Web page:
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Back in Touch After the Summer–and the Election!

Horrors! No posts since Memorial Day. But I’m back, driven by the election to closely follow what may happen to America’s land use and environmental institutions…all of which ultimately have an impact on our everyday lives, gardens, conservation areas, oceans, beaches, flora and fauna. In the politically conservative years to come, it will also be fascinating (hopefully not horrifying) to witness our country’s reaction to climate change.

Each of us is witnessing the intersection of these events and their policy implications. For example, John and I attended a wedding in Charleston, SC, on October 1st. The city’s tour guides spoke about plans to build a 20′ sea wall because the ocean is rising so quickly. Local TV news was broadcasting a weeklong special on the seacoast floods that occurred in 2015. And then five days after we left–the disaster of Hurricane Matthew and its weeks of flooding.

I know I feel so much safer here in Chicago. Even so, our town (Lake Forest) has written a Sustainability Plan. What does it obligate our family to do to pollute less?

I’m sure each of us has strong feelings about spending tax dollars on things like bridges along the outer banks of North Carolina that are continually washing away, or whether the Federal government “overreaches” when it buys land in the west for a National Wildlife Refuge [NWR]. Our family owns a house in Richmond, IL where Hackmatack, one of the nation’s most recent NWR’s, is located. Residents’ feelings run strong, for and against, this Federal designation, but until this year I would not have expected armed militias to stage a takeover. But if it can happen in Oregon, it could happen here. Yikes.

I want to be informed and knowledgeable on these issues.

I intend to highlight some of these stories in a way that allows us to think about what we would do as Administrator of the USEPA or Secretary of Interior, or simply if I want to call a Senator and make a comment about how our financial resources should be deployed on behalf of our natural resources. I hope to lace these stories with the history of our conservation and environmental protection movement. I have many books to recommend to you. My most recent favorite: Rightful Heritage by Douglas Brinkley. Did you know that Franklin Roosevelt’s passion was planting trees across the U.S.? (Hard not to think that planting trees is probably the way to “make America great again.”)

And of course, you and I will continue to share stories of photos of gardens and the gardeners who make them. Happy Thanksgiving! ##

A Few News Briefs…

Having grown up in Weston, Connecticut, there are a few East Coast preferences that I will never shake. One is the New York Times. I read it assiduously. So from time to time I’ll post some news and/or links that gardeners, conservationists, environmentalists (yes there is a diff between conservationists and environmentalists), land use planners, and whoever else is reading this blog might be interested in. And please, comment or write a follow up article…this blog is not supposed to be just the Queen Bee sounding off. It is here to exchange information, questions, and great commentary (emphasis on “great”).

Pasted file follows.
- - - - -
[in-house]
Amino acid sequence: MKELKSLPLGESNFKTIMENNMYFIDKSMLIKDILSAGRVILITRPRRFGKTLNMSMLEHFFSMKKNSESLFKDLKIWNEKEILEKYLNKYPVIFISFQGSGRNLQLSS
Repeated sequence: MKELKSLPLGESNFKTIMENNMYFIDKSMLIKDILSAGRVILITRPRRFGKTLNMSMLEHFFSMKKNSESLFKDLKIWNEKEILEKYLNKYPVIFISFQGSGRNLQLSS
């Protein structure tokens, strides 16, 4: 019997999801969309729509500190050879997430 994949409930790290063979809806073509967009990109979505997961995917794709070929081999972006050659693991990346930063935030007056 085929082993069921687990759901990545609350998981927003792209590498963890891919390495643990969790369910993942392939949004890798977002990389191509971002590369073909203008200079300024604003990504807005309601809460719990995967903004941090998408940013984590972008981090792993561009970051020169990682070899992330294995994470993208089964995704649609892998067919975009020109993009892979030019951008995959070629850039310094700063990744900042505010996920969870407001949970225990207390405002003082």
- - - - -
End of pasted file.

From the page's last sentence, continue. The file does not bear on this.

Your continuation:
Here are some snippets:

  • Sally Jewell is the new 51st Secretary of the U.S. Department of the Interior. Who, you ask? Sally Jewell, 57 (young!) former CEO of REI, an outfitting store that is hard not to like. Jewell has no political experience, but she is a mountain climber so that bodes well for running an agency in Washington DC with 70,000 (!) employees, an $11B budget, and stewardship of 20% of the land in the U.S.. Why are you, a mere backyard gardener or landscape professional, interested in Interior? Because the US Fish and Wildlife Service in 2012 designated the country’s newest National Wildlife Refuge, called “Hackmatack”, in McHenry County and overlapping towards Lake Geneva, WI.. You are also interested because Interior administers the Endangered Species Act (thanks to Tricky Dick Nixon, 1973). Also, Interior regulates the private leasing of our national lands for oil wells and the like (pipelines). And it sells Duck Stamps (thanks to Herbert Hoover, 1929) to duck hunters, which raised $700 million for wetland conservation in 2013. Interior makes a difference in each of our lives.
  • Columbus, Indiana, is an “unlikely trove of midcentury modernism”. Oh, how I want to make a road trip here and see not only 70 examples of great architecture, but great landscape architecture. For example, you can tour the 1957 house designed by Eero Saarinaan and Kevin Roche [oooh, a fuchsia conversation pit!] but the gardens designed by landscape architect Dan Kiley. Alas, the Monet water lilies that was in this house was sold in 2008 for $40 million. Did any of you happen to purchase it?
  • A future post will cover the gardening impact of 400 ppm CO2 levels. We know we must plant trees and more trees, but should we be burying the dead ones instead of chipping, burning, or letting them lie on the ground to disintegrate? The latter options are ways to accelerate the release of more carbon. What do you think?

Anywho, this NYTimes article explains that average worldwide warming has now been proved to be 5 degrees, warmer over land (such as Chicago) and even higher at the Poles (15 degrees). Actually, a 2008 article about weeds loving CO2 (REQUIRED READING!) says that the average city condition NOW compared to the suburban temperature is exactly what is predicted worldwide…. This is what I know. There is no question that Santa is shaving his beard cause he’s too hot: the NYTimes reports that in 2010, only four ships carrying 110,000 tons of cargo made the northern passage between Asia and Europe. In 2012, 46 did, carrying 1.3 million tons. Less ice? Scary.##